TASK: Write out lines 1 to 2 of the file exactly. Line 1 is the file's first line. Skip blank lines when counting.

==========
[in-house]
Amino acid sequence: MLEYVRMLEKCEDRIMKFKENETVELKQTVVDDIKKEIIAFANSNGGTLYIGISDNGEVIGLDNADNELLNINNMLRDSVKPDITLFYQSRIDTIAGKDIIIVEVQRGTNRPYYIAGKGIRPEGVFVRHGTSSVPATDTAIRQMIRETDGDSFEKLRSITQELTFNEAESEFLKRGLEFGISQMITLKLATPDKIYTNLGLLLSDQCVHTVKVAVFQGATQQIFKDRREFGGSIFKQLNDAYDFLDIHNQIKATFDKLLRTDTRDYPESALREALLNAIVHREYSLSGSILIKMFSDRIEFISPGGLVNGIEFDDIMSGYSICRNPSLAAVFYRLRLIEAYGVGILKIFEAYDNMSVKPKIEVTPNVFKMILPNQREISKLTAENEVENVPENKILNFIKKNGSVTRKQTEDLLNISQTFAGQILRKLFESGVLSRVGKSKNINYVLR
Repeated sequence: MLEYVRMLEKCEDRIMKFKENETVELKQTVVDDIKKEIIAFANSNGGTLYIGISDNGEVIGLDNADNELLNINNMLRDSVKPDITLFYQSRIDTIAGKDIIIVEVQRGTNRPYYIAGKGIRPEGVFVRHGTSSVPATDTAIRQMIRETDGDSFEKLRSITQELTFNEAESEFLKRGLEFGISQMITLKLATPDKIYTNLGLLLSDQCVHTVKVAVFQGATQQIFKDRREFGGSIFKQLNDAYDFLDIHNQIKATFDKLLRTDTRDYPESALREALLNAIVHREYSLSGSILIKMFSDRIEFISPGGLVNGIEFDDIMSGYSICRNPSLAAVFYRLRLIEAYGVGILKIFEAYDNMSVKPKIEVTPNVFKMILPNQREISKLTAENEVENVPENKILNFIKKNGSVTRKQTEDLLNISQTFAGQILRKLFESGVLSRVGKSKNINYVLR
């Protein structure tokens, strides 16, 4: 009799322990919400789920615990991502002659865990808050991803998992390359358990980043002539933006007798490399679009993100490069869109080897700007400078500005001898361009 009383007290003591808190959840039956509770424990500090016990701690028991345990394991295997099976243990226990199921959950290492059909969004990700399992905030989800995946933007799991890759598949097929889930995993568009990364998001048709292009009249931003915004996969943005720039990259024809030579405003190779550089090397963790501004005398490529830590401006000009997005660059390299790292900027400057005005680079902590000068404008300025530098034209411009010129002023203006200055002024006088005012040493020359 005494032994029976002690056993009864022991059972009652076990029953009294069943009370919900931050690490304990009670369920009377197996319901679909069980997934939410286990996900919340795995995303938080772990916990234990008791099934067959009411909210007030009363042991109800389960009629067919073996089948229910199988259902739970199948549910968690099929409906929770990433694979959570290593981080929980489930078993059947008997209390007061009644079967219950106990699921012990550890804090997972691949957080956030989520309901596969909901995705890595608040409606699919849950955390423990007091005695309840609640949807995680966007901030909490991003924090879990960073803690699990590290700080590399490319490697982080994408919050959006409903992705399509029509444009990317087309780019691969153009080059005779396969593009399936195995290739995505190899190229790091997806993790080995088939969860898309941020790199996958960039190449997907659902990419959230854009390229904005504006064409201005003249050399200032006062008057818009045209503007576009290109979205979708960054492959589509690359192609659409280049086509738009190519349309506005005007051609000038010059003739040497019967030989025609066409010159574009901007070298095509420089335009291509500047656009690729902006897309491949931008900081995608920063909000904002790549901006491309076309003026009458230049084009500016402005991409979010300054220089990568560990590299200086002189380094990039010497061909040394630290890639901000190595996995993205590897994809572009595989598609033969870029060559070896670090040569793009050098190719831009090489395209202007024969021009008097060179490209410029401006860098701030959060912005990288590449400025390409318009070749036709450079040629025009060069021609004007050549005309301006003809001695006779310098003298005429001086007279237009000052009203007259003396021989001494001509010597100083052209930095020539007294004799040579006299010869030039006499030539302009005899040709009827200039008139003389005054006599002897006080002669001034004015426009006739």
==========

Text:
[in-house]
Amino acid sequence: MLEYVRMLEKCEDRIMKFKENETVELKQTVVDDIKKEIIAFANSNGGTLYIGISDNGEVIGLDNADNELLNINNMLRDSVKPDITLFYQSRIDTIAGKDIIIVEVQRGTNRPYYIAGKGIRPEGVFVRHGTSSVPATDTAIRQMIRETDGDSFEKLRSITQELTFNEAESEFLKRGLEFGISQMITLKLATPDKIYTNLGLLLSDQCVHTVKVAVFQGATQQIFKDRREFGGSIFKQLNDAYDFLDIHNQIKATFDKLLRTDTRDYPESALREALLNAIVHREYSLSGSILIKMFSDRIEFISPGGLVNGIEFDDIMSGYSICRNPSLAAVFYRLRLIEAYGVGILKIFEAYDNMSVKPKIEVTPNVFKMILPNQREISKLTAENEVENVPENKILNFIKKNGSVTRKQTEDLLNISQTFAGQILRKLFESGVLSRVGKSKNINYVLR